Director Thomas Bigley has fulfilled an essential task in his modern-day mounting of “King Lear,” presented by the Porters of Hellsgate at the Studio Stage. Every “Lear” rises and falls on the performance of the actor playing Shakespeare’s eponymous king, and by casting veteran actor Larry Cedar in the role, Bigley has done himself -- not to mention Cedar -- a world of credit.
But Bigley also confronts a problem endemic in most American productions of Shakespeare -- namely, an uneven cast. Granted, it’s challenging to fill the ranks of such a character-heavy play as “Lear,” and indeed, all the performers, down to the lesser roles, are articulate and serviceable. Bigley fails, however, to adequately address the stylistic disconnect in the cast, which features performers of classically-trained stature worthy of the Old Vic alongside others whose inflections seem more typical of the east San Fernando Valley.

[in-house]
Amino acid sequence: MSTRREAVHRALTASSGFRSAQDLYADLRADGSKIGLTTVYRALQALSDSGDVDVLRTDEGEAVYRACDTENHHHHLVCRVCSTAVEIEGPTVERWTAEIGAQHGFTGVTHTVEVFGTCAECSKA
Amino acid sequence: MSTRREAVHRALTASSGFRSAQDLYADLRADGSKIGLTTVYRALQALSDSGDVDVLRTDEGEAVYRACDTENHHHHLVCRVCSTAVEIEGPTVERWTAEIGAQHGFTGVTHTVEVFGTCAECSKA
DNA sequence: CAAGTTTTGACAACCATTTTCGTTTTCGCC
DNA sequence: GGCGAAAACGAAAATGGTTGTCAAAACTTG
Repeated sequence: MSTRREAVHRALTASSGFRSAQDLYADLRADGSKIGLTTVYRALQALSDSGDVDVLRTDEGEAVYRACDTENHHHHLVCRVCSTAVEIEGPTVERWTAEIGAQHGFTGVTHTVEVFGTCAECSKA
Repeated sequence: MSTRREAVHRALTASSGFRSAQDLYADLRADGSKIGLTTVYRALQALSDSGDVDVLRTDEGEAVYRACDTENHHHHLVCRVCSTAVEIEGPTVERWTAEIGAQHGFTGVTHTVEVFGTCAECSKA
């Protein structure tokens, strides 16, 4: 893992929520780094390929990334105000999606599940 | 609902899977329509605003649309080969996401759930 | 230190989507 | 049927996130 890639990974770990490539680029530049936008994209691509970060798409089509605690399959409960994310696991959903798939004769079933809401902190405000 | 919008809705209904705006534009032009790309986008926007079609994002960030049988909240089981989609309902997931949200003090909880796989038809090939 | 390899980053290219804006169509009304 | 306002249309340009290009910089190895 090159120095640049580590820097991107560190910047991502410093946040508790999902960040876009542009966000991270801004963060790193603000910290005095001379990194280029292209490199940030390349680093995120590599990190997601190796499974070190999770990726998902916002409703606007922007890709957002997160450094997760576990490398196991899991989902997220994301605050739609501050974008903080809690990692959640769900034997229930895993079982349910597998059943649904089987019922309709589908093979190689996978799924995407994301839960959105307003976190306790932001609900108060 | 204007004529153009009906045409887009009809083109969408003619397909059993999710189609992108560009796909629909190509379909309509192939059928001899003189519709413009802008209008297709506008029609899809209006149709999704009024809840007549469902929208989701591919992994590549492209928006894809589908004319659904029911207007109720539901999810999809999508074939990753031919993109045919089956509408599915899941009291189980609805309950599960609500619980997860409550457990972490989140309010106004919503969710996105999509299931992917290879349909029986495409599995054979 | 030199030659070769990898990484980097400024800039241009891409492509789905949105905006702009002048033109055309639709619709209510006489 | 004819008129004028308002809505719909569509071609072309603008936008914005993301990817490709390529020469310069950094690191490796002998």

Still, Cedar isn't the only heavy hitter in the cast. Bigley is fortunate in his Gloucester, played by Leon Russom, another seasoned trouper who brings plenty of pathos to the role. Gus Krieger is also excellent as Gloucester’s unjustly exiled son, Edgar, who must impersonate a madman to escape his edict of death.
But when it comes to the scheming Goneril and Regan, played by Kate O’Toole and Dana DeRuyck, respectively, Bigley encourages his actors to overplay in steamy, sexualized turns that seem more appropriate to a Douglas Sirk potboiler than to Shakespeare.